In 1918, when she was 25 years old, Christia Adair went door-to-door organizing for women’s right to vote in Texas.
“This effort was to pass a bill where women would be able to vote like men,” Adair remembered later in a 1977 oral history interview with the Schlesinger Library at Radcliffe College.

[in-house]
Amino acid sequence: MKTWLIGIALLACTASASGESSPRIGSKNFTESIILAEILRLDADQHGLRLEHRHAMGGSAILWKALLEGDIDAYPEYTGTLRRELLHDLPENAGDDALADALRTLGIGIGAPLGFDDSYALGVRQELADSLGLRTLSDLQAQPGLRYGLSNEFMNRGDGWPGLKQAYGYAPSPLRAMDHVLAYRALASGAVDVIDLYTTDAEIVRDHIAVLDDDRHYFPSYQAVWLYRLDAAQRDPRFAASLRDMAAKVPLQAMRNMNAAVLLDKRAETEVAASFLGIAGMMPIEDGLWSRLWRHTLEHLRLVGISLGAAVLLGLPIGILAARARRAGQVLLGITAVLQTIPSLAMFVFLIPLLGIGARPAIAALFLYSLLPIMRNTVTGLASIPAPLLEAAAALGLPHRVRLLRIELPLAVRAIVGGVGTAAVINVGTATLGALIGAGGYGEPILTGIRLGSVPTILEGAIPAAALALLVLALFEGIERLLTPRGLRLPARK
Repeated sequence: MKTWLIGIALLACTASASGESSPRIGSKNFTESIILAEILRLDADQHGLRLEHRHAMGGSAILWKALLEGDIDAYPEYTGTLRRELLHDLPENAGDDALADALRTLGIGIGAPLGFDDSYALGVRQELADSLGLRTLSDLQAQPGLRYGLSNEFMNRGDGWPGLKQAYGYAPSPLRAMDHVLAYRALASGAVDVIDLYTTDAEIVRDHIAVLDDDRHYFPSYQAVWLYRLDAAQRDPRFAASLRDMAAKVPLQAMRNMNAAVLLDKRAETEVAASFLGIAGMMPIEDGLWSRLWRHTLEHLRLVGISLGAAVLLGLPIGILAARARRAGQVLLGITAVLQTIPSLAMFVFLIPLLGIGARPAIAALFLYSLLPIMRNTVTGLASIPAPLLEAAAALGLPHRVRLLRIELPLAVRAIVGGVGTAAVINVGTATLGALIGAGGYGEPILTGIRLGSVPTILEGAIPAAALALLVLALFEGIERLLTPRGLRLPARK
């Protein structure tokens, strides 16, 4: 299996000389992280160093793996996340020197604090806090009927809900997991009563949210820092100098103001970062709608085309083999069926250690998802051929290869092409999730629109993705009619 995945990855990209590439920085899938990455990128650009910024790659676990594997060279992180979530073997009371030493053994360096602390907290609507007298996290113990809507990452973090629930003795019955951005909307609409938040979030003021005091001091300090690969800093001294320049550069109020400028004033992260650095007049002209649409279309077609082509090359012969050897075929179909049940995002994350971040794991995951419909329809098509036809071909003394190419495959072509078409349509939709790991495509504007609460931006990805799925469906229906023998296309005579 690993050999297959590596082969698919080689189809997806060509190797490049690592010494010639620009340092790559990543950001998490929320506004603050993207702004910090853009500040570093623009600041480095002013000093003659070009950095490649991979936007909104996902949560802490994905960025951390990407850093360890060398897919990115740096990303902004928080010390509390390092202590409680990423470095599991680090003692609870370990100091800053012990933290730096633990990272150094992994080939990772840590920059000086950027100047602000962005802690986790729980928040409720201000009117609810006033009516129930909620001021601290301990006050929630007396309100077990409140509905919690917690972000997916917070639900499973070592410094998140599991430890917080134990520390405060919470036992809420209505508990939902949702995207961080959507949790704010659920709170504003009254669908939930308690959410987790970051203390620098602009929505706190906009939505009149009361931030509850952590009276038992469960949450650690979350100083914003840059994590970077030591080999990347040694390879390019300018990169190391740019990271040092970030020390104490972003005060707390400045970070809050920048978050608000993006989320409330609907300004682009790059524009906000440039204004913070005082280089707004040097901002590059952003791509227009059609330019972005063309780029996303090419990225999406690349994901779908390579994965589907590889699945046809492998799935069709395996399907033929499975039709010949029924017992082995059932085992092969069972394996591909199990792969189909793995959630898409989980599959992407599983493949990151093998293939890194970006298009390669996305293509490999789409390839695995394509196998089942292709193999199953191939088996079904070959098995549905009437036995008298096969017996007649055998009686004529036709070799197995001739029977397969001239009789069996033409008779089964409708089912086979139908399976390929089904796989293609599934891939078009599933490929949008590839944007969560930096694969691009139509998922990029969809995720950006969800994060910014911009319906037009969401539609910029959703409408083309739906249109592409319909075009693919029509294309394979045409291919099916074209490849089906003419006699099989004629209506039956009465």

“Well, we still didn’t know that that didn’t mean us. But we helped.”
When the bill passed, Adair went to the polls for the first time. The memory of what happened stuck with her the rest of her life.